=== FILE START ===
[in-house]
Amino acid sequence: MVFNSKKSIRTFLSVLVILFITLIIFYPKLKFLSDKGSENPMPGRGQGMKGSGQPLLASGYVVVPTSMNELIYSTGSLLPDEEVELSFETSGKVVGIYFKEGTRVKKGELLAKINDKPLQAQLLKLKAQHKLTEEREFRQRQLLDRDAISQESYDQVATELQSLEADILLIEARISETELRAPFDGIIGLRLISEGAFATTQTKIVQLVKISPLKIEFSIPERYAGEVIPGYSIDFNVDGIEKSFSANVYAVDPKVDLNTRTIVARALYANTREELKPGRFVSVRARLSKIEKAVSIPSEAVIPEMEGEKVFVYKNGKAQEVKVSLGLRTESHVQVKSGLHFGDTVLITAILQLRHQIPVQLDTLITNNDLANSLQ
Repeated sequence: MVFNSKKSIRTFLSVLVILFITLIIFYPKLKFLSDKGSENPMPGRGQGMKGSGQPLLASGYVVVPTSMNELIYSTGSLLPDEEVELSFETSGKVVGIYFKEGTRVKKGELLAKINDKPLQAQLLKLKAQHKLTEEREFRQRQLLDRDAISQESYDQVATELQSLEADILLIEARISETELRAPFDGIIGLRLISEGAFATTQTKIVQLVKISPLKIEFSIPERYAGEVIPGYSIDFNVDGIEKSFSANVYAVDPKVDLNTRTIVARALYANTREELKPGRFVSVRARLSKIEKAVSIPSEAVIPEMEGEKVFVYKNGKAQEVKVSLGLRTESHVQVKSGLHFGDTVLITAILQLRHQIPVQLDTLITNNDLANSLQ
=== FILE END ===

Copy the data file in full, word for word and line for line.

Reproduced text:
[in-house]
Amino acid sequence: MVFNSKKSIRTFLSVLVILFITLIIFYPKLKFLSDKGSENPMPGRGQGMKGSGQPLLASGYVVVPTSMNELIYSTGSLLPDEEVELSFETSGKVVGIYFKEGTRVKKGELLAKINDKPLQAQLLKLKAQHKLTEEREFRQRQLLDRDAISQESYDQVATELQSLEADILLIEARISETELRAPFDGIIGLRLISEGAFATTQTKIVQLVKISPLKIEFSIPERYAGEVIPGYSIDFNVDGIEKSFSANVYAVDPKVDLNTRTIVARALYANTREELKPGRFVSVRARLSKIEKAVSIPSEAVIPEMEGEKVFVYKNGKAQEVKVSLGLRTESHVQVKSGLHFGDTVLITAILQLRHQIPVQLDTLITNNDLANSLQ
Repeated sequence: MVFNSKKSIRTFLSVLVILFITLIIFYPKLKFLSDKGSENPMPGRGQGMKGSGQPLLASGYVVVPTSMNELIYSTGSLLPDEEVELSFETSGKVVGIYFKEGTRVKKGELLAKINDKPLQAQLLKLKAQHKLTEEREFRQRQLLDRDAISQESYDQVATELQSLEADILLIEARISETELRAPFDGIIGLRLISEGAFATTQTKIVQLVKISPLKIEFSIPERYAGEVIPGYSIDFNVDGIEKSFSANVYAVDPKVDLNTRTIVARALYANTREELKPGRFVSVRARLSKIEKAVSIPSEAVIPEMEGEKVFVYKNGKAQEVKVSLGLRTESHVQVKSGLHFGDTVLITAILQLRHQIPVQLDTLITNNDLANSLQ